Posts Tagged ‘Baby College’
Geoffrey Canada has been on the road more than usual this month, giving public talks to a variety of school and community groups. He spoke at the University of Dayton in Ohio where, according to a recent article in the Dayton Daily News, a local initiative called Taking Off to Success is modeled after the Harlem Children’s Zone’s Baby College. He also spoke at a Martin Luther King Day celebration at Wesleyan University and to a group in Columbia, South Carolina, that is trying to establish what they’re calling a Promise Zone, modeled after the Harlem Children’s Zone, in the city’s Eau Claire neighborhood. (According to an article in the State, Geoffrey Canada’s older brother, Dan, a Columbia resident, is on the board of the Eau Claire zone.)
From this morning’s Times-Union, a story about the first graduating class of the Baby Institute, a new program run by the Albany Family Education Alliance and modeled after the Harlem Children’s Zone’s Baby College:
The mothers and fathers who received their diplomas at Giffen Elementary School in the city’s South End ran the gamut of race, age and education. They were all recruited from agencies that serve the poorest neighborhoods of the city. Some mothers have one or two children, others recently gave birth, and others are pregnant with their first child.
The idea is to provide parents “with the tools and techniques to become the first teachers of their children,” said Common Council member Barbara Smith, an alliance member who helped spearhead the baby program. She attended every session at the school, which ran from 9 a.m. to 1 p.m. Saturdays. The participants had to have children no older than 3.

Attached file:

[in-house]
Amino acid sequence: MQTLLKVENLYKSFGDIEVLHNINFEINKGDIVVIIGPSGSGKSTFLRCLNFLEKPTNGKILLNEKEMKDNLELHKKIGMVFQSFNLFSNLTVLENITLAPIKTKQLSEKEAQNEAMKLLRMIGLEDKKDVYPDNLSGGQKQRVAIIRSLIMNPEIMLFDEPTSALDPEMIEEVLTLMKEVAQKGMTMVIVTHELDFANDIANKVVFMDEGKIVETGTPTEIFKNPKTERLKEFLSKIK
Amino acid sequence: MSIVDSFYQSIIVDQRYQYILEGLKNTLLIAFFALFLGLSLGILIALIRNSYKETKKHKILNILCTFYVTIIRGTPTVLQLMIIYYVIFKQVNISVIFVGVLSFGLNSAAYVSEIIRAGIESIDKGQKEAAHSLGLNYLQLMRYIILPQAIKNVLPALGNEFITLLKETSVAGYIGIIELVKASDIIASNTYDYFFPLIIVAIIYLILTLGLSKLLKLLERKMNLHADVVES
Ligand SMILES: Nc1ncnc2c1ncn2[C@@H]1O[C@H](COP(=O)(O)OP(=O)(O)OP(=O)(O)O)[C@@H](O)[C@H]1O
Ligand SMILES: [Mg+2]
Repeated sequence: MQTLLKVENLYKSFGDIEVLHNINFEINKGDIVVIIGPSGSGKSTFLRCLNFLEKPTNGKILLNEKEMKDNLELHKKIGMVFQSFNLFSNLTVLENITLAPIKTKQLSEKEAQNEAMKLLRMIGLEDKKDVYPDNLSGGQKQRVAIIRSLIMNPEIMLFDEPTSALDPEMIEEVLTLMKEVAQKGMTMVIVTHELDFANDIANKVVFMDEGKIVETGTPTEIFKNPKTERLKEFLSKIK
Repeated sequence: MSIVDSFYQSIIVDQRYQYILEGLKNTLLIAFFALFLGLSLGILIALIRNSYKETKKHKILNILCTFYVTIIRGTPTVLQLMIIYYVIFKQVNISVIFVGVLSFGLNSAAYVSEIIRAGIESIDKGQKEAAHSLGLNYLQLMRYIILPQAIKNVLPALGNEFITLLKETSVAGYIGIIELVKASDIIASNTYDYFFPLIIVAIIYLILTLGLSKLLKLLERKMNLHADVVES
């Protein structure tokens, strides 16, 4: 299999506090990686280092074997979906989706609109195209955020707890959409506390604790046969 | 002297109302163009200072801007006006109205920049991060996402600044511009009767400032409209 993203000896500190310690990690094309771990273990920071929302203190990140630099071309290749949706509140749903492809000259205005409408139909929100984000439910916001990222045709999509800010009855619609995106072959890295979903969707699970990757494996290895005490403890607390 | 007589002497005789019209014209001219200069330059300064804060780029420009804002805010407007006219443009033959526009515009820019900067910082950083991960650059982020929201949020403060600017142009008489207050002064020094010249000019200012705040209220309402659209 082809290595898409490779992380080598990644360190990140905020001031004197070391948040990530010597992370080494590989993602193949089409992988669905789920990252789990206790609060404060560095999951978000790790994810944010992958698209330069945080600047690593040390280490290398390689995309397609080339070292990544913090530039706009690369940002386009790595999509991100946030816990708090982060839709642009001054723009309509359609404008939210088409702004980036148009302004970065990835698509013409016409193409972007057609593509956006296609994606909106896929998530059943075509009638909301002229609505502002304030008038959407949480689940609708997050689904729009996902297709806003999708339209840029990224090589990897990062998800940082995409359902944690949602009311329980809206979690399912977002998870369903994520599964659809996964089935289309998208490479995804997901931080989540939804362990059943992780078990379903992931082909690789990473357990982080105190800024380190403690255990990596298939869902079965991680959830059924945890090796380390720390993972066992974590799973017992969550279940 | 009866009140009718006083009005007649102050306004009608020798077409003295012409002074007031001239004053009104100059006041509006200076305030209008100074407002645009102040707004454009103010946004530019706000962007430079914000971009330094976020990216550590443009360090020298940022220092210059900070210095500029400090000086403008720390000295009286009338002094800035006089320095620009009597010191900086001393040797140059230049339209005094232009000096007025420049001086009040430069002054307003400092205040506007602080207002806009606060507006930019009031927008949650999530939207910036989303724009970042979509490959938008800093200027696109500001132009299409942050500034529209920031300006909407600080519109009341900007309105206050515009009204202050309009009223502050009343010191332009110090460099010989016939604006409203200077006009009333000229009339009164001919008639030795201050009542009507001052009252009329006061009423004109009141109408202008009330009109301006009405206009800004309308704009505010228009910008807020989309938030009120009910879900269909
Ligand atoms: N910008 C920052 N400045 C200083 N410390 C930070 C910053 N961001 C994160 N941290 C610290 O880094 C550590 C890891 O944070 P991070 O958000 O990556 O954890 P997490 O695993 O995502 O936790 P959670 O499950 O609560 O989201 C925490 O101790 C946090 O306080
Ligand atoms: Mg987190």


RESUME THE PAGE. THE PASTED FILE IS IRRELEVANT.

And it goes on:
In the Albany Times-Union, a report on the project there to replicate the Harlem Children’s Zone:
A year ago, Common Councilwoman Barbara Smith was daydreaming about a whole community working to give some of its poorest children a chance at college and a better life. She was reading about the Harlem Children’s Zone, the nationally celebrated initiative to reach every child in a 97-block section of New York City and provide them and their families with social, health and educational services from the early years all the way through college.
Now, Smith and a group of parents, educators and concerned citizens, are quickly moving forward with a similar vision for students in the city of Albany. The Children’s Zone has come to Albany at lightning speed, moving from a concept to classroom-level implementation in less than a year.
Last week, the Australian public-radio network, ABC Radio National, broadcast the radio documentary I did for This American Life about Baby College, the Harlem Children’s Zone’s parenting program. It ran on the network’s morning show, “Life Matters,” and was bookended by a conversation between me and the show’s host, Richard Aedy. There’s a description of the episode here, and audio here.
The Harlem Children’s Zone is the brain-baby of Geoffrey Canada, and the subject of journalist Paul Tough’s in-depth reportage in a recent book, Whatever It Takes: Geoffrey Canada’s Quest to Change Harlem and America. The basic idea behind Canada’s program is to combat urban poverty through intensive work with children, particularly during early childhood. …
Last week, This American Life re-aired a piece on HCZ, produced by Tough before the release of his book. If you’re looking to get inspired by Canada and his vision, the radio piece is a great introduction to the theory behind the Zone. Tough hones in on the phase of HCZ’s program called Baby College, where new and expecting parents are trained to think differently about child-rearing.
The half-hour-long report that I did on This American Life about Baby College and the Harlem Children’s Zone is airing again this weekend.
The report was recently named a runner-up for the 2009 Casey Medal for Meritorious Journalism in the radio category. According to the citation,
Entrenched poverty is a complicated, nuanced issue, and some reporting on it tends to be one-dimensional. Not this story. This is an excellent report of one man’s impact on the children involved with the Harlem Children’s Zone in New York. The reporter expertly mixes science and storytelling without avoiding thorny issues. It’s no wonder that many who heard or learned of the report wanted to know how they might replicate the program.